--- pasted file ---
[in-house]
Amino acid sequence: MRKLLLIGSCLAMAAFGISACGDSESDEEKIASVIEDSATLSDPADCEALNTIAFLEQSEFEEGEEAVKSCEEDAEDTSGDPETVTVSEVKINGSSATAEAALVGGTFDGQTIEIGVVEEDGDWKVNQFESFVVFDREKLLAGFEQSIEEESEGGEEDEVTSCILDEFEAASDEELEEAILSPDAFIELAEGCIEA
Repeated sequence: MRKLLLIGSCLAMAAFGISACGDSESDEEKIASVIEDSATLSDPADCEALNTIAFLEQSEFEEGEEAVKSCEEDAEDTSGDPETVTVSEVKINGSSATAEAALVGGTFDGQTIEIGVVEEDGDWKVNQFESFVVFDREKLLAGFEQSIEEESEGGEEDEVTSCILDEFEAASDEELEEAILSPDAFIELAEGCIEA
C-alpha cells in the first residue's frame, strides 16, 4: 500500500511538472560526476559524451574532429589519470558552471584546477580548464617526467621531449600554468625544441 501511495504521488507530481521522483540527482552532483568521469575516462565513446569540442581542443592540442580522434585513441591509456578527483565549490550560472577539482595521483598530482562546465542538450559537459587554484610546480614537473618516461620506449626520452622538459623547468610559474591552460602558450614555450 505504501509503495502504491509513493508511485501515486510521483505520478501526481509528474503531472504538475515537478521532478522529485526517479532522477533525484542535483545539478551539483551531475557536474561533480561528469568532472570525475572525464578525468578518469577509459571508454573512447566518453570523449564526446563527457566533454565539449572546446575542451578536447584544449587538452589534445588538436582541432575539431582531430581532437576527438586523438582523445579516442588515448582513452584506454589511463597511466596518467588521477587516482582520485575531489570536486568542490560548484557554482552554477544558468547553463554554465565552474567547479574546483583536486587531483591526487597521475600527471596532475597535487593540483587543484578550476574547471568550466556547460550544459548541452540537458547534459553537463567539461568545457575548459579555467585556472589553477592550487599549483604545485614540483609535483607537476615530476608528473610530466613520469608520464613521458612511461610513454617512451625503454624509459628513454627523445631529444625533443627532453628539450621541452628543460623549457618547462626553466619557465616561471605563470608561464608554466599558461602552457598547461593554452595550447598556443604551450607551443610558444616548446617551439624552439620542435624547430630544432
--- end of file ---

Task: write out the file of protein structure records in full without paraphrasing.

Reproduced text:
[in-house]
Amino acid sequence: MRKLLLIGSCLAMAAFGISACGDSESDEEKIASVIEDSATLSDPADCEALNTIAFLEQSEFEEGEEAVKSCEEDAEDTSGDPETVTVSEVKINGSSATAEAALVGGTFDGQTIEIGVVEEDGDWKVNQFESFVVFDREKLLAGFEQSIEEESEGGEEDEVTSCILDEFEAASDEELEEAILSPDAFIELAEGCIEA
Repeated sequence: MRKLLLIGSCLAMAAFGISACGDSESDEEKIASVIEDSATLSDPADCEALNTIAFLEQSEFEEGEEAVKSCEEDAEDTSGDPETVTVSEVKINGSSATAEAALVGGTFDGQTIEIGVVEEDGDWKVNQFESFVVFDREKLLAGFEQSIEEESEGGEEDEVTSCILDEFEAASDEELEEAILSPDAFIELAEGCIEA
C-alpha cells in the first residue's frame, strides 16, 4: 500500500511538472560526476559524451574532429589519470558552471584546477580548464617526467621531449600554468625544441 501511495504521488507530481521522483540527482552532483568521469575516462565513446569540442581542443592540442580522434585513441591509456578527483565549490550560472577539482595521483598530482562546465542538450559537459587554484610546480614537473618516461620506449626520452622538459623547468610559474591552460602558450614555450 505504501509503495502504491509513493508511485501515486510521483505520478501526481509528474503531472504538475515537478521532478522529485526517479532522477533525484542535483545539478551539483551531475557536474561533480561528469568532472570525475572525464578525468578518469577509459571508454573512447566518453570523449564526446563527457566533454565539449572546446575542451578536447584544449587538452589534445588538436582541432575539431582531430581532437576527438586523438582523445579516442588515448582513452584506454589511463597511466596518467588521477587516482582520485575531489570536486568542490560548484557554482552554477544558468547553463554554465565552474567547479574546483583536486587531483591526487597521475600527471596532475597535487593540483587543484578550476574547471568550466556547460550544459548541452540537458547534459553537463567539461568545457575548459579555467585556472589553477592550487599549483604545485614540483609535483607537476615530476608528473610530466613520469608520464613521458612511461610513454617512451625503454624509459628513454627523445631529444625533443627532453628539450621541452628543460623549457618547462626553466619557465616561471605563470608561464608554466599558461602552457598547461593554452595550447598556443604551450607551443610558444616548446617551439624552439620542435624547430630544432